All students are expected to attend class regularly and to participate actively in class discussions. There will be a mid-term and a final exam, probably a term paper of about 15 pp., and short written reports or papers on assigned topics.
Early English Literature
Dr. Carol Jamison
This course surveys English literature from its beginnings to 1485. We will discuss the literature as a reflection of medieval culture. With this aim in mind, texts will be situated in a cultural and historical context. All Old English texts will be read in translation. Some Middle English works will be read in the original language.
This course includes an introduction to Old and Middle English language.
Topics include the Seven Deadly Sins, conventions of Courtly Love, Knights of the Round Table, medieval women, monsters, riddles, and more!
Dr. Carol Jamison
Some people are naturally good cooks, but if you ask them for an exact recipe, they can’t provide much information beyond “a dash of this” and “a splash of that.” Similarly, most English majors are naturally good writers who possess a sort of innate knowledge about how to use language. But what happens when you must explain your language usage?
Advanced Grammar is specifically designed to help students move beyond tacit, or innate, knowledge, towards focal knowledge, or the ability to explain in detail. Focal knowledge enables students to look at our language critically, as though it were a foreign language, and to understand its finer points. The primary goal of this class is for students to learn to think critically and analytically about English grammar. This is a skill that everyone, especially English majors, should possess!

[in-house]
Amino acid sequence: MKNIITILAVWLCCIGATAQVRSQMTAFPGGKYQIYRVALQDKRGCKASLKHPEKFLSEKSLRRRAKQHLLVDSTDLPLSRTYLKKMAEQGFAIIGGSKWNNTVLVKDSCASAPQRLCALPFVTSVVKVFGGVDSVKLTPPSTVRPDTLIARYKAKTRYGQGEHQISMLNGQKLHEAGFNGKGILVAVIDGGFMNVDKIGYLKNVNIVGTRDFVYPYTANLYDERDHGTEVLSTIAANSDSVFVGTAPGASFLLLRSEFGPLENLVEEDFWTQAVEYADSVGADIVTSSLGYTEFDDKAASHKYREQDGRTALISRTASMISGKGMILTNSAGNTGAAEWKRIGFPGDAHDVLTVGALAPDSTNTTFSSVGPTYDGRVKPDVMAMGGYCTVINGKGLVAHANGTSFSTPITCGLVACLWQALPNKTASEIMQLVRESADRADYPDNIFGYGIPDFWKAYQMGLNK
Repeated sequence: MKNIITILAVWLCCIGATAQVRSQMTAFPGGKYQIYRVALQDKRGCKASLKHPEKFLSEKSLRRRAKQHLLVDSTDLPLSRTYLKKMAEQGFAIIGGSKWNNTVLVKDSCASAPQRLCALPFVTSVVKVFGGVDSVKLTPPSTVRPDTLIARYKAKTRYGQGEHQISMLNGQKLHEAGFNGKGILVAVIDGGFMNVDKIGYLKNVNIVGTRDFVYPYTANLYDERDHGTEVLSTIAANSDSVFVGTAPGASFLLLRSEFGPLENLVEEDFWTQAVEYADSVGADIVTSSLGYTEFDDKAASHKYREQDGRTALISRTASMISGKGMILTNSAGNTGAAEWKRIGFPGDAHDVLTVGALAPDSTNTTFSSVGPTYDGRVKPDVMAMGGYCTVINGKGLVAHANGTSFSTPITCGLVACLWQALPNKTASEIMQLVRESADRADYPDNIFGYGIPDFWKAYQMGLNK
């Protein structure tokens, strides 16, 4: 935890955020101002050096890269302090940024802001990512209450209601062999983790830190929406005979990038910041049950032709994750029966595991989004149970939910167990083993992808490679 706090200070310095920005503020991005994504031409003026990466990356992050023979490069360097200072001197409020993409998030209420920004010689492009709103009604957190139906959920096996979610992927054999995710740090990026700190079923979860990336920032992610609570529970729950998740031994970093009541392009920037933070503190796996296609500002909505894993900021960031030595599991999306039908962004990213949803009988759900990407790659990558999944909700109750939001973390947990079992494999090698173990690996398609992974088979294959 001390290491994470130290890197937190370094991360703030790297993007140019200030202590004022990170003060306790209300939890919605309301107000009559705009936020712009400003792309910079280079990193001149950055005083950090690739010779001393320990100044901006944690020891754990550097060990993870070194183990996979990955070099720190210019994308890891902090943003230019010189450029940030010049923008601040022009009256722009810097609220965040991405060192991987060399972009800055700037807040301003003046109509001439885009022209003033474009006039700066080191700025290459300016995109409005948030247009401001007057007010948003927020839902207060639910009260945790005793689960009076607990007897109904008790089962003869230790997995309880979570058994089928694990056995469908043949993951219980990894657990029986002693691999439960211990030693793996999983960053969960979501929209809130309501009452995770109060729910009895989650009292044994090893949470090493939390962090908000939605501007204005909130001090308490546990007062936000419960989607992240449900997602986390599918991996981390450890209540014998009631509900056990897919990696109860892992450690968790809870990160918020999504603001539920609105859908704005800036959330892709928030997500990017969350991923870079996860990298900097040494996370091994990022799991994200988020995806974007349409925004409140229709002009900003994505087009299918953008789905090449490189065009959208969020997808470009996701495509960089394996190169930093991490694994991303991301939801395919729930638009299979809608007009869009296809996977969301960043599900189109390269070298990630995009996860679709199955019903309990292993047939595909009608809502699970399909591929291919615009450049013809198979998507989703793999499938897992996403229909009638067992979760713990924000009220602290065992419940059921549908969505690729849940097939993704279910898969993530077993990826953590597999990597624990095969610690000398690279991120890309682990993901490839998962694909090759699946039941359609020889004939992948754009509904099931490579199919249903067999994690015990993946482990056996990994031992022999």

Topics in Film: Film Noir
Dr. Karen Hollinger
We will investigate the genre of detective and crime films commonly labeled as film noir. Film noir is a genre that attained remarkable popularity in the 1940s, but was revived as neo-noir in the 1970s and has since had sporadic regenerations. Films within the confines of the noir canon deal with issues of urban crime and corruption, gender construction and conflict, and social and ethical dilemmas. Class sessions will involve both film screenings and class discussions of scholarly readings. Films screened will tentatively include Double Indemnity, The Big Sleep, Sunset Boulevard, Touch of Evil, Body Heat, Chinatown, and L.A. Confidential. Assignments will include quizzes, a research paper, three take-home essay exams, and active participation in discussion.
Women and Film
Dr. Karen Holiinger
We will explore representations of women in film through film screenings and class discussions. The course will begin with an overview of feminist film theory and criticism. Then, we will begin our investigation of individual films. We will examine the presentation of female characters in major film genres and movements, the work of women directors and actors, and the contours of women’s independent and experimental cinema. We will also study key concepts and debates in feminist film theory, criticism, and history. Films screened will tentatively include Stella Dallas, Vertigo, The Devil Wears Prada, Sense and Sensibility, Frida, Meshes of the Afternoon, Thelma and Louise, and Desert Hearts. Assignments will include response papers, essay examinations, active participation in class discussion, and a research paper. This course may be used for the film minor and/or the gender studies minor/major.